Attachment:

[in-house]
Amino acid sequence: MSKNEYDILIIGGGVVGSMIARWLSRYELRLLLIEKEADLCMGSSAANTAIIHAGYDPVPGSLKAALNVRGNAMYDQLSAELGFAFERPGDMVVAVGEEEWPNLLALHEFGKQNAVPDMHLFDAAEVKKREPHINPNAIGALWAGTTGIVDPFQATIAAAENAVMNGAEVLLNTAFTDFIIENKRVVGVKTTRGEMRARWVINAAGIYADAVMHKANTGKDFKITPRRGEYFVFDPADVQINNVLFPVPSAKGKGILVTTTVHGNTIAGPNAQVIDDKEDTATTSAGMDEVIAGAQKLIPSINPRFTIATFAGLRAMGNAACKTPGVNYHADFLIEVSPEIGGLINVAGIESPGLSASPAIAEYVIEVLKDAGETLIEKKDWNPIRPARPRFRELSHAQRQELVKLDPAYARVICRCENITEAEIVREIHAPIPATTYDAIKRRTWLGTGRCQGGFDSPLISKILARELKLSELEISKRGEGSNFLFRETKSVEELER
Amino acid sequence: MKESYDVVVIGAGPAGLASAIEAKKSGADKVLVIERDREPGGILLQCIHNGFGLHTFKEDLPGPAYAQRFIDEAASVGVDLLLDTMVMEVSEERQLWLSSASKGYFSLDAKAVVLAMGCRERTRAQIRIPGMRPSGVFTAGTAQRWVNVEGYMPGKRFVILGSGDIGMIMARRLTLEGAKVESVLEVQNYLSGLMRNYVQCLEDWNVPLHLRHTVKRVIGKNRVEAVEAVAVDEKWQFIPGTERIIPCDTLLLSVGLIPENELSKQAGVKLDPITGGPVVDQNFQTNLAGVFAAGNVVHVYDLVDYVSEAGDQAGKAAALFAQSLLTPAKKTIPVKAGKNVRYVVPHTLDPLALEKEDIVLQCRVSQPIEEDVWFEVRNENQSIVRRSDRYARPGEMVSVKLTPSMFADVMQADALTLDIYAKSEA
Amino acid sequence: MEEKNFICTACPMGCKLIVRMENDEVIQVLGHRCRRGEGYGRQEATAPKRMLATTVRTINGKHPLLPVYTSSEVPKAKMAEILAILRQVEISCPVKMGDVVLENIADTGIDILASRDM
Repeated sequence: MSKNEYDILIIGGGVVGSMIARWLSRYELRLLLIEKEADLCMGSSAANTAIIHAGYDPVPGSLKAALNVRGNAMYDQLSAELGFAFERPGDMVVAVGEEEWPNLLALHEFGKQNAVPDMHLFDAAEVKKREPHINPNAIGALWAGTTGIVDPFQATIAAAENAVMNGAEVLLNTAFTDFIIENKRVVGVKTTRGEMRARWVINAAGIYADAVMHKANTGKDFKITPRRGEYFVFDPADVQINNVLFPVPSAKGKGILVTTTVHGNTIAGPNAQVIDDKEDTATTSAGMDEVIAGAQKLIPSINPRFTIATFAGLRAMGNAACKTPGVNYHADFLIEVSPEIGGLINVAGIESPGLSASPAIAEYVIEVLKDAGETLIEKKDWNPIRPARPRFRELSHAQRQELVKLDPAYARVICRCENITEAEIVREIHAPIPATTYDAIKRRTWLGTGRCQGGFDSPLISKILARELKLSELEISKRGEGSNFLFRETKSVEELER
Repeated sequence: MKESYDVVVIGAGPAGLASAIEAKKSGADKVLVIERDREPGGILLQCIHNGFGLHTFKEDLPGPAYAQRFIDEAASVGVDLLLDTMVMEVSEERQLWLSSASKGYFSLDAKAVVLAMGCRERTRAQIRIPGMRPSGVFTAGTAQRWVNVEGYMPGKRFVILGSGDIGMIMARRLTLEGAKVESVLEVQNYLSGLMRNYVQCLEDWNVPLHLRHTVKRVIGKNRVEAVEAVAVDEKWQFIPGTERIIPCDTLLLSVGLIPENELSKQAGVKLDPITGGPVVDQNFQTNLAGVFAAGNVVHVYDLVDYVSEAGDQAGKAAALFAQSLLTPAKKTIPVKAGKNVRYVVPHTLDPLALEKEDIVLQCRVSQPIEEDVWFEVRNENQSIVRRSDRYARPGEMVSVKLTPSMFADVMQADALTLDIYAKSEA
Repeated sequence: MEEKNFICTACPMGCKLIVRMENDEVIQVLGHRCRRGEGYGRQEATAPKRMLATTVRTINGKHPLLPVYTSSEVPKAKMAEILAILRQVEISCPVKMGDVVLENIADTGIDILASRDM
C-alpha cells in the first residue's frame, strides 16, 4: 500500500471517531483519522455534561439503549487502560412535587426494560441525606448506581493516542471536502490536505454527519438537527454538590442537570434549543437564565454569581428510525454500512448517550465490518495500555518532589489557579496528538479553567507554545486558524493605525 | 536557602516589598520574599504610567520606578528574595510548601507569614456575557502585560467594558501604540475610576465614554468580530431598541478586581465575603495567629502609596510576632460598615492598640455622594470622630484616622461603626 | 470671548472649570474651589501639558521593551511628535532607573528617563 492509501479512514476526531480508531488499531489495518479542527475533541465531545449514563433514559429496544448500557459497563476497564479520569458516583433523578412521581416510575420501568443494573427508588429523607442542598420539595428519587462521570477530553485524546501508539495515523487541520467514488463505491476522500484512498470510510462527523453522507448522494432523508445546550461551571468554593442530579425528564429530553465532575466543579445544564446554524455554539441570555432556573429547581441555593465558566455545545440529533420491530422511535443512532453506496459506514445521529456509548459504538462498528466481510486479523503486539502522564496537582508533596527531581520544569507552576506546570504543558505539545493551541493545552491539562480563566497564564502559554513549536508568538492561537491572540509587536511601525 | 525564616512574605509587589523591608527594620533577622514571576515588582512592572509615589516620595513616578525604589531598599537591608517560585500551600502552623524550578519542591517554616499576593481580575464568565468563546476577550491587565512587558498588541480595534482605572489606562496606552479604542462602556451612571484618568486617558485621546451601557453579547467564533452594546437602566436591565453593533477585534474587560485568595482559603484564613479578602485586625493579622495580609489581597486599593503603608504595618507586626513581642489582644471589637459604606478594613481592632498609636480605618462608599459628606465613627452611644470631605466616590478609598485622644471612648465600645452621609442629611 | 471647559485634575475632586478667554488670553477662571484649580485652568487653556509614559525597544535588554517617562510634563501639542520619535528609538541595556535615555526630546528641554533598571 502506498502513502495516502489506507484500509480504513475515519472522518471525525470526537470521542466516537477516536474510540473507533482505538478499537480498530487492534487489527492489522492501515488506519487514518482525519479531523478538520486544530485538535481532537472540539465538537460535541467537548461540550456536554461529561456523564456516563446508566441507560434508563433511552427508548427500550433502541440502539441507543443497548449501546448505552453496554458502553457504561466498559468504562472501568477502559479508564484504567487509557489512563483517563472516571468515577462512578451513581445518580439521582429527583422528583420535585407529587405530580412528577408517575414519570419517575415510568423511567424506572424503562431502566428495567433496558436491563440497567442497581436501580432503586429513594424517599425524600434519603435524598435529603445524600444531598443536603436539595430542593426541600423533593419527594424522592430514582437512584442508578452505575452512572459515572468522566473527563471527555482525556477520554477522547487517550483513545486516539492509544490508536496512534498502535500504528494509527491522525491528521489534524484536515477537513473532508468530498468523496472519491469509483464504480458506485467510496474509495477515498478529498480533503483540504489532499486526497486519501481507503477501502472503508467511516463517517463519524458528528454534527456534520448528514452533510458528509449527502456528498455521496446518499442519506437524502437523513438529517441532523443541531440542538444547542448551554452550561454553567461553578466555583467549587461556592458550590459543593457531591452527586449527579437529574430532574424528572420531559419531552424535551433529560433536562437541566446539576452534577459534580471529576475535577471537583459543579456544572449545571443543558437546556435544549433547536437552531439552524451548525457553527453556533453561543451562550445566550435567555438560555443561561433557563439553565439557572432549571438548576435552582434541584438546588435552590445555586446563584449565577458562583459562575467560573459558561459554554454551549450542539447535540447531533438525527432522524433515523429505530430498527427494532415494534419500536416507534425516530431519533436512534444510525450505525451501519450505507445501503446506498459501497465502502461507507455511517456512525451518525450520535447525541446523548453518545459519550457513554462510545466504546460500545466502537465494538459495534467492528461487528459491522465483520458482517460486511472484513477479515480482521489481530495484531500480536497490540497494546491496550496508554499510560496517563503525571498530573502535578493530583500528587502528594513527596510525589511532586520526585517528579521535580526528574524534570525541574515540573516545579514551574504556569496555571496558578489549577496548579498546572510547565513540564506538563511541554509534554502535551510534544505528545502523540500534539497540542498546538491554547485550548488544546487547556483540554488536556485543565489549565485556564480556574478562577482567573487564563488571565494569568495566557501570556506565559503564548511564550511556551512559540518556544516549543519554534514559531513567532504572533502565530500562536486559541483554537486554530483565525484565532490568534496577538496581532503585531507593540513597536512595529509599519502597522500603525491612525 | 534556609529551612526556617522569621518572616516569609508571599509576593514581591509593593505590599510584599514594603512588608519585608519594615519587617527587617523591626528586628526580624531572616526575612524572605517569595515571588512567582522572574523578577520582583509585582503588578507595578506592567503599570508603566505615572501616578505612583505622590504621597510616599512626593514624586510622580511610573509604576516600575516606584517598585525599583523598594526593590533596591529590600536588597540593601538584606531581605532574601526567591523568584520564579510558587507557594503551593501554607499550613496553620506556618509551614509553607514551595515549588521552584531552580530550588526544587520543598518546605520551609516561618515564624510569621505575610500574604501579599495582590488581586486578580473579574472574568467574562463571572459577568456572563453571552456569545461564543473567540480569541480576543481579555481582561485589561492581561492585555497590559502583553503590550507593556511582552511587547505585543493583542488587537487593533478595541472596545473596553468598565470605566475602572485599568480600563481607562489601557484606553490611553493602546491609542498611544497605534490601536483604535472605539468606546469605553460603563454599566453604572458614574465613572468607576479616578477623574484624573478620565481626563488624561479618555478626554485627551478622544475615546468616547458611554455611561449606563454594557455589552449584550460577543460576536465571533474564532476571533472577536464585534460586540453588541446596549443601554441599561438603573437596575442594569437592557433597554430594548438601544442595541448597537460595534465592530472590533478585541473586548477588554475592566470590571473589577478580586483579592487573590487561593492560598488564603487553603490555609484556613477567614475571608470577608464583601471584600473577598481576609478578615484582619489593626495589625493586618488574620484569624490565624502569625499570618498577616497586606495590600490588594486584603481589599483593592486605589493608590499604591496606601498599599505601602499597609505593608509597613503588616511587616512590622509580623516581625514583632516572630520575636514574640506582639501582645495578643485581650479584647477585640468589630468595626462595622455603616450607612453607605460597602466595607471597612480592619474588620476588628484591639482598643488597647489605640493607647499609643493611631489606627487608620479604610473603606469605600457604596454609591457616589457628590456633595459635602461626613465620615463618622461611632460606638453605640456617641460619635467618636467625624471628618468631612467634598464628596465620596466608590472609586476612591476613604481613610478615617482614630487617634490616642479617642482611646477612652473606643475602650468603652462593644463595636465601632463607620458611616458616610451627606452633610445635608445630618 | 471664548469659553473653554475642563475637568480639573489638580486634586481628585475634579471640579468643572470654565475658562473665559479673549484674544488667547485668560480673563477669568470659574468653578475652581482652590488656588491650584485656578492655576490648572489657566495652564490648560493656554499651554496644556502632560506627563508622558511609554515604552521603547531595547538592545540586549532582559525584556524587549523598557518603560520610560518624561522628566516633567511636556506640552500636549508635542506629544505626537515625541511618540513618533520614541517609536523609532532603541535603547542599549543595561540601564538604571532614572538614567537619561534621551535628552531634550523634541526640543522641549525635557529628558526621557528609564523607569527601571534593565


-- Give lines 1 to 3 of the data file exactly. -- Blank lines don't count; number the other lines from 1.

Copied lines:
[in-house]
Amino acid sequence: MSKNEYDILIIGGGVVGSMIARWLSRYELRLLLIEKEADLCMGSSAANTAIIHAGYDPVPGSLKAALNVRGNAMYDQLSAELGFAFERPGDMVVAVGEEEWPNLLALHEFGKQNAVPDMHLFDAAEVKKREPHINPNAIGALWAGTTGIVDPFQATIAAAENAVMNGAEVLLNTAFTDFIIENKRVVGVKTTRGEMRARWVINAAGIYADAVMHKANTGKDFKITPRRGEYFVFDPADVQINNVLFPVPSAKGKGILVTTTVHGNTIAGPNAQVIDDKEDTATTSAGMDEVIAGAQKLIPSINPRFTIATFAGLRAMGNAACKTPGVNYHADFLIEVSPEIGGLINVAGIESPGLSASPAIAEYVIEVLKDAGETLIEKKDWNPIRPARPRFRELSHAQRQELVKLDPAYARVICRCENITEAEIVREIHAPIPATTYDAIKRRTWLGTGRCQGGFDSPLISKILARELKLSELEISKRGEGSNFLFRETKSVEELER
Amino acid sequence: MKESYDVVVIGAGPAGLASAIEAKKSGADKVLVIERDREPGGILLQCIHNGFGLHTFKEDLPGPAYAQRFIDEAASVGVDLLLDTMVMEVSEERQLWLSSASKGYFSLDAKAVVLAMGCRERTRAQIRIPGMRPSGVFTAGTAQRWVNVEGYMPGKRFVILGSGDIGMIMARRLTLEGAKVESVLEVQNYLSGLMRNYVQCLEDWNVPLHLRHTVKRVIGKNRVEAVEAVAVDEKWQFIPGTERIIPCDTLLLSVGLIPENELSKQAGVKLDPITGGPVVDQNFQTNLAGVFAAGNVVHVYDLVDYVSEAGDQAGKAAALFAQSLLTPAKKTIPVKAGKNVRYVVPHTLDPLALEKEDIVLQCRVSQPIEEDVWFEVRNENQSIVRRSDRYARPGEMVSVKLTPSMFADVMQADALTLDIYAKSEA